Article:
What Happens To Your Body And Brain When You Fall In Love?



There are many different types of love. The type which you can radiate to everyone. The kind of love you have for friends. The love you have for an ex partner. The love you have for your family. The love you have for your kids. Even within all these types of love there are many different types of love you can express.

Love is not definable with just the simple word “love” as it has many different meanings. So for clarity, the type of love I am talking about in this article is love you have for a partner or someone you wish to be your partner. The all consuming feeling of being fully and deeply in love with someone or romantic love.



This type of love is a beautiful thing, but why does it happen and what happens to your brain and body when you are in love?

3 Stages Of Love

According to human behavior researcher Helen Fisher there are 3 stages of love.

Lust- Lust is when you become consumed by sexual desire of a potential lover.

Attraction- This is when you feel truly love-struck. In this stage it is hard to think of anything else. You can even lose your appetite, need less sleep and spend most of your hours daydreaming about your new love.

Attachment- This is what follows the attraction stage if your relationship lasts that long. You couldn’t stay in the attraction stage or you would literally not be able to get anything else done!

Attachment is a lasting commitment and the bond that keeps couples together so they can raise a family and/or become a unit.

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Physical Reaction To Falling In Love

Your Hormones Go Nuts-

When sexually attracted to someone your dominant hormones will be testosterone and oestrogen. Then as these feelings deepen your adrenaline will spike, this can make you blush, sweat and make your heart race.

Also when you get intimate you will produce lots of Oxytocin, which is a hormone which is released by men and women during orgasm.

This can deepen the feeling of attachment and can make couples feel closer to each other after sex. The theory is that the more couples have sex, the deeper their bond becomes.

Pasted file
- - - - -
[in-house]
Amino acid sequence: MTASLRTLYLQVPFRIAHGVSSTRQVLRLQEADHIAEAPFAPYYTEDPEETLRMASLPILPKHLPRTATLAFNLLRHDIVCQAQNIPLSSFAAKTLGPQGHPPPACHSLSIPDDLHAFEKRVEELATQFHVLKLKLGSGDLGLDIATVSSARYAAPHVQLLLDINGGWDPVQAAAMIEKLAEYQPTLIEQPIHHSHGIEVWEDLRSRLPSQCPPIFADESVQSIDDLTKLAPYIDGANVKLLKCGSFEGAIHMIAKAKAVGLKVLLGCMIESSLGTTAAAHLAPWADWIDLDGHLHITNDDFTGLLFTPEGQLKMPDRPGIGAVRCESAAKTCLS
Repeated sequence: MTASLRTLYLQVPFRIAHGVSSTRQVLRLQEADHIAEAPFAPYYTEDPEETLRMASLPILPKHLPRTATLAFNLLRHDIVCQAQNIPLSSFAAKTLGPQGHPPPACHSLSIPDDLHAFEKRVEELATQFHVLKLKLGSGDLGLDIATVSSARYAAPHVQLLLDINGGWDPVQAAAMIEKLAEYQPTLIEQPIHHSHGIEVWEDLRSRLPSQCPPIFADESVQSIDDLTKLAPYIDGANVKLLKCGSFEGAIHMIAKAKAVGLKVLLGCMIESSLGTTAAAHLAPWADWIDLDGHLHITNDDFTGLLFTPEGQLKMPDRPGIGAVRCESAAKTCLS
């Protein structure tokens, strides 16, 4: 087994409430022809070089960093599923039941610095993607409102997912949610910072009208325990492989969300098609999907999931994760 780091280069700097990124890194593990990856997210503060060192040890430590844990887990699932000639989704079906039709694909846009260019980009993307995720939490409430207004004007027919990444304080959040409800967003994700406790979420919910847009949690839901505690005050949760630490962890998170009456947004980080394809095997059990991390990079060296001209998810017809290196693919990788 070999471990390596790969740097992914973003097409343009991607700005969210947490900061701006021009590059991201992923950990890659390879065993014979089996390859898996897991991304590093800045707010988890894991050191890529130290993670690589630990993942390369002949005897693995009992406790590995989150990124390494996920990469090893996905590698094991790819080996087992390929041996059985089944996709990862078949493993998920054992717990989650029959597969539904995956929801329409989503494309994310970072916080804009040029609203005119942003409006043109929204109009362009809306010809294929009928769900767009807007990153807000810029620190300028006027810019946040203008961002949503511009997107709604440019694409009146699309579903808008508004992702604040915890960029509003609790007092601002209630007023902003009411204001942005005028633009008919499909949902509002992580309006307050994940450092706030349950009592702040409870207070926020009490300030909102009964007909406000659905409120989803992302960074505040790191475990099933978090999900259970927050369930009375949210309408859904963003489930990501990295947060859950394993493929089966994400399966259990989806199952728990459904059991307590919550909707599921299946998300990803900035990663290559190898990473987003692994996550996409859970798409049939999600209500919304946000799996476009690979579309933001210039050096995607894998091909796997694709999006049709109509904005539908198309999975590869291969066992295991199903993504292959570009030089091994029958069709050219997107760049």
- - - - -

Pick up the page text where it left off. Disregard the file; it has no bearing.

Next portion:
Your Brain Goes Nuts (Dopamine)

Your brain will release lots of dopamine. This is a feel good chemical that is released during pleasurable activities, including texting, talking and kissing your loved one.

Dopamine is a rewarding chemical which is very active in those who suffer from addiction. So someone who is suffering from a gambling addiction, a drug addiction, a food addiction or any addiction are actually addicted to the release of dopamine. Meaning that when you fall in love you are actually addicted to the person of your desire.

Research from Helen Fisher of the Department of Anthropology at Rutgers University and Semir Zeki of UCL in London completed functional MRI studies to identify which regions of the brain are activated or deactivated by romantic love.

They’ve found that those deeply in love show more activity in many regions of the brain which are involved in the dopamine reward system.

The love of a parent activates almost all of the same areas, apart from the hypothalamus, this suggest the hypothalamus could be responsible for the sexual component of romance.

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It was also shown that there was reduced activity in the amygdala and the frontal and prefrontal cortecies. The amygdala is linked to fear and learning from your mistakes. The frontal and prefrontal cortecies are linked with analysis, judgment, delayed gratification and predicting the outcomes of events. This could very well explain why those in love often lose all composure in these areas.

Your Brain Goes Nuts (Serotonin)

Research from Donatella Marazziti, Professor of Psychiatry and Director of the laboratory of Psychopharmacology at the University of Pisa, found that in the early stages of romance there where lower levels of serotonin.

Serotonin levels are also depleted in people who suffer with obsessive-compulsive disorder. Both states (while very different in nature) give feelings of anxiety and intrusive thinking. So in the early stages of romance it would be fair to say you become obsessed with the person of your desire, while being a huge ball of uncertainty and anxiety.

You Think They Are Perfect-

When you first meet someone who you would like to be romantically involved with you tend to look to their positive qualities and what you have in common.

This might not actually be a bad thing. A Study from Sandra L.Murray, John G. Holmes, and Dale W.Griffin from the University of Waterloo found that people who idealised their partners (and vice versa) were actually more satisfied in their relationships.

Then It All Returns To Normal

This period of thinking they are perfect, your hormones going wild and your brain creating a chemical shitstorm does eventually end around 12 to 18 months into your relationship, this is where the true test of a relationship happens and what many call the end of the honeymoon period.

Read  15 Ways to Cope with a Relationship That’s Coming Apart

How To Fall In Love

So how do you fall in love? Well this is obviously not a simple formula that works for everyone, however York psychologist, Professor Arthur Arun, has been studying why people fall in love. He asks his subjects to carry out a 3 steps process and found that many couples felt deeply attracted after this short 34 minute experiment. Two of his subjects even later went on to get married.


  • Find a complete stranger.
  • Reveal to each other intimate details about your lives for half an hour.
  • Then, stare deeply into each other’s eyes without talking for four minutes.
The Limitless Minds